The main challenge to build such a machine is that, there are no such machines currently operating in the world as far as I am concerned. In my opinion, since there are no such machines, a way to build such machine in a country like ours could be by organizing nationwide onlinehackathon and design competitions to design and write algorithms for such machines and declare a high prize which would boost up all the innovators currently on lockdown. Also, these machines would reduce the caregiver’s care to the patient, is not an advantage for both the patients and the staffs, but in case of pandemic like this, where quarantine is preferred, it would prove just useful as well . Also, to convince funding agencies, about the benefits of mechanical ventilators and a need to utilize them, only in proper patients, especially during a scarcity like this, is a challenge to us.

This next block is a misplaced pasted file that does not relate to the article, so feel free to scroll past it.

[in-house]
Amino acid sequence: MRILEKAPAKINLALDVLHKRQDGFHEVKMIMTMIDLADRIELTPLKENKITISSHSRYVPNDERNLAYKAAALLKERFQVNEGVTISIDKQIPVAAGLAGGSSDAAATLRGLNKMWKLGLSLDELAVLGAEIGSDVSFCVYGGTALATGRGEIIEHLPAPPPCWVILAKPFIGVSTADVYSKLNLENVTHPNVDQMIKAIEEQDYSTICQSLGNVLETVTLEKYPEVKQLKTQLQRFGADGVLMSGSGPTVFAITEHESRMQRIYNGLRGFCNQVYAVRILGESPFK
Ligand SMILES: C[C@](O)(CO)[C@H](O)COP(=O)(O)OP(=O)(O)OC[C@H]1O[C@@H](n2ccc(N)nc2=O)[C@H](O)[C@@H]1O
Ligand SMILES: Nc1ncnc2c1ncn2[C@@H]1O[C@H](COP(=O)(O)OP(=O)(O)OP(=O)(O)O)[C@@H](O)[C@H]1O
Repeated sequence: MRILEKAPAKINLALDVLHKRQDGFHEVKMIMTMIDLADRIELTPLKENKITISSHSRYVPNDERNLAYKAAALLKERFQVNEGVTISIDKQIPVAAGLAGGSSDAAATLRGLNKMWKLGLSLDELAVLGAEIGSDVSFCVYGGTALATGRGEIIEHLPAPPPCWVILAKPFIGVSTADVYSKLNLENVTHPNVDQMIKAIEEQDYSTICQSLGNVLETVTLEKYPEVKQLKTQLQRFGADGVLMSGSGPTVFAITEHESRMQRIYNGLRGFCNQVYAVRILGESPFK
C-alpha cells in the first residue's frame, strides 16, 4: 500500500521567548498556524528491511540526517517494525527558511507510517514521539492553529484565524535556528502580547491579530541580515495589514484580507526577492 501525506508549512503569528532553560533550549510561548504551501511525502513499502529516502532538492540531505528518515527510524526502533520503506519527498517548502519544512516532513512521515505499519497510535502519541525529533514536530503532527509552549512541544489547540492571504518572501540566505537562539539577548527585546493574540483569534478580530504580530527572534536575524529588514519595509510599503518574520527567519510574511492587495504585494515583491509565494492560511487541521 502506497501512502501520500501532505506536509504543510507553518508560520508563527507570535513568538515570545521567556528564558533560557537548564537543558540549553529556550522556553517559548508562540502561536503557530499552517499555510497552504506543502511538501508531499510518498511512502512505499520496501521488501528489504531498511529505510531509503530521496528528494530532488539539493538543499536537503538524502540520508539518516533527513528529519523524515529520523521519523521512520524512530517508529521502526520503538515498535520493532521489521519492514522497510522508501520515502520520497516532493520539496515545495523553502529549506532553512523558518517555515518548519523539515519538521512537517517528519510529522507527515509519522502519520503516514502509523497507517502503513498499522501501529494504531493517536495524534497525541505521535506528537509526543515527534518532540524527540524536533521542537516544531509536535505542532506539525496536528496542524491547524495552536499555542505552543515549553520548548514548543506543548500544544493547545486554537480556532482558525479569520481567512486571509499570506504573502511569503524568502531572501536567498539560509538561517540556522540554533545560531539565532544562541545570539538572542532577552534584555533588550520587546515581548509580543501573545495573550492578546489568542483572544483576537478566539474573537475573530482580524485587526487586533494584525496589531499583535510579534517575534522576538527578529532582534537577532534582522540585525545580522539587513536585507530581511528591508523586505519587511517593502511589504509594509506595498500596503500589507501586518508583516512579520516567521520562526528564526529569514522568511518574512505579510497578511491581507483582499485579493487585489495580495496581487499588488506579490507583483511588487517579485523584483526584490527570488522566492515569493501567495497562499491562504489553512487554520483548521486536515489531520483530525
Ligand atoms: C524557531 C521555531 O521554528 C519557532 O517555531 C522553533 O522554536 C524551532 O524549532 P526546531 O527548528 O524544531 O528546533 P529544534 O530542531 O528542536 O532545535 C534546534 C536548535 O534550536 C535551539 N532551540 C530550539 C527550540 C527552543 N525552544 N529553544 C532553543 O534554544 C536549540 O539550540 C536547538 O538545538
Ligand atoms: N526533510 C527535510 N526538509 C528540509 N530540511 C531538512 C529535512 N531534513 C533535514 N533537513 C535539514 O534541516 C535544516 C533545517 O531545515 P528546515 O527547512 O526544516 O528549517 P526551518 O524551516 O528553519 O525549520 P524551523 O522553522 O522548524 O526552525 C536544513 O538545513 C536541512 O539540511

Since, one ventilator existing for nearly one million patients in our country, is true. It is also true that our country is among the countries with no COVID-19 death victims. With such results, a wise use of a single ventilator by developing a decision supportive machine that decides whether the ventilation is required or not would be very crucial for saving lives of upcoming COVID-19 victims in our country. The country needs management, good governance, support from funding agencies and all the very best initiatives and new projects from the innovators and engineers all over the nation to fight against the p andemic, that way we will be able to minimize the risk slowly and slowly finally to eradicate COVID-19 out of the nation.